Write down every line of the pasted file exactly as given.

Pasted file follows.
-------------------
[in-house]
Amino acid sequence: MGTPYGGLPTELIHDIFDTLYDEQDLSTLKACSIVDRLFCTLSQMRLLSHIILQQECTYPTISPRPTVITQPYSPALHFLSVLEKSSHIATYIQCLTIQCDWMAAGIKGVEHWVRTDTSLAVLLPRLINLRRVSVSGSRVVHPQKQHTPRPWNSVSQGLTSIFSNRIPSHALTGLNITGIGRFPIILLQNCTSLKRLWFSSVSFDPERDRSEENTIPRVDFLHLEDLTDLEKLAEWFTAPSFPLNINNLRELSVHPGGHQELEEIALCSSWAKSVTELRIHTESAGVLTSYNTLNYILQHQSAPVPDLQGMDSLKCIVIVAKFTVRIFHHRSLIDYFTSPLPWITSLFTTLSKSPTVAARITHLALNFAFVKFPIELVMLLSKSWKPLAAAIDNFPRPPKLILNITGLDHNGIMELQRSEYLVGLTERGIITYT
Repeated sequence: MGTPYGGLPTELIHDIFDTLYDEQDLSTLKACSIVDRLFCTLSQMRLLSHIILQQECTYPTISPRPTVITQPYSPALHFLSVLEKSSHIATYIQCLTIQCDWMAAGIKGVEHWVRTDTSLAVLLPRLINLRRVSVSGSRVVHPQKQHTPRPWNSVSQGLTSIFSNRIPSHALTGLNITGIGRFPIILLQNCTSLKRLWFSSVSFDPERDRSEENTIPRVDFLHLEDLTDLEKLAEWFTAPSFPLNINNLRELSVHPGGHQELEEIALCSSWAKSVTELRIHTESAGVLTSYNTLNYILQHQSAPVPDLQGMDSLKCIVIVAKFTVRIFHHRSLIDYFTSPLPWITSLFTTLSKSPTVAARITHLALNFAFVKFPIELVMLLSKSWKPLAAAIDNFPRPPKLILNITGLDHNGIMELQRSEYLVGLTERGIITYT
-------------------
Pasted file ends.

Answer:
[in-house]
Amino acid sequence: MGTPYGGLPTELIHDIFDTLYDEQDLSTLKACSIVDRLFCTLSQMRLLSHIILQQECTYPTISPRPTVITQPYSPALHFLSVLEKSSHIATYIQCLTIQCDWMAAGIKGVEHWVRTDTSLAVLLPRLINLRRVSVSGSRVVHPQKQHTPRPWNSVSQGLTSIFSNRIPSHALTGLNITGIGRFPIILLQNCTSLKRLWFSSVSFDPERDRSEENTIPRVDFLHLEDLTDLEKLAEWFTAPSFPLNINNLRELSVHPGGHQELEEIALCSSWAKSVTELRIHTESAGVLTSYNTLNYILQHQSAPVPDLQGMDSLKCIVIVAKFTVRIFHHRSLIDYFTSPLPWITSLFTTLSKSPTVAARITHLALNFAFVKFPIELVMLLSKSWKPLAAAIDNFPRPPKLILNITGLDHNGIMELQRSEYLVGLTERGIITYT
Repeated sequence: MGTPYGGLPTELIHDIFDTLYDEQDLSTLKACSIVDRLFCTLSQMRLLSHIILQQECTYPTISPRPTVITQPYSPALHFLSVLEKSSHIATYIQCLTIQCDWMAAGIKGVEHWVRTDTSLAVLLPRLINLRRVSVSGSRVVHPQKQHTPRPWNSVSQGLTSIFSNRIPSHALTGLNITGIGRFPIILLQNCTSLKRLWFSSVSFDPERDRSEENTIPRVDFLHLEDLTDLEKLAEWFTAPSFPLNINNLRELSVHPGGHQELEEIALCSSWAKSVTELRIHTESAGVLTSYNTLNYILQHQSAPVPDLQGMDSLKCIVIVAKFTVRIFHHRSLIDYFTSPLPWITSLFTTLSKSPTVAARITHLALNFAFVKFPIELVMLLSKSWKPLAAAIDNFPRPPKLILNITGLDHNGIMELQRSEYLVGLTERGIITYT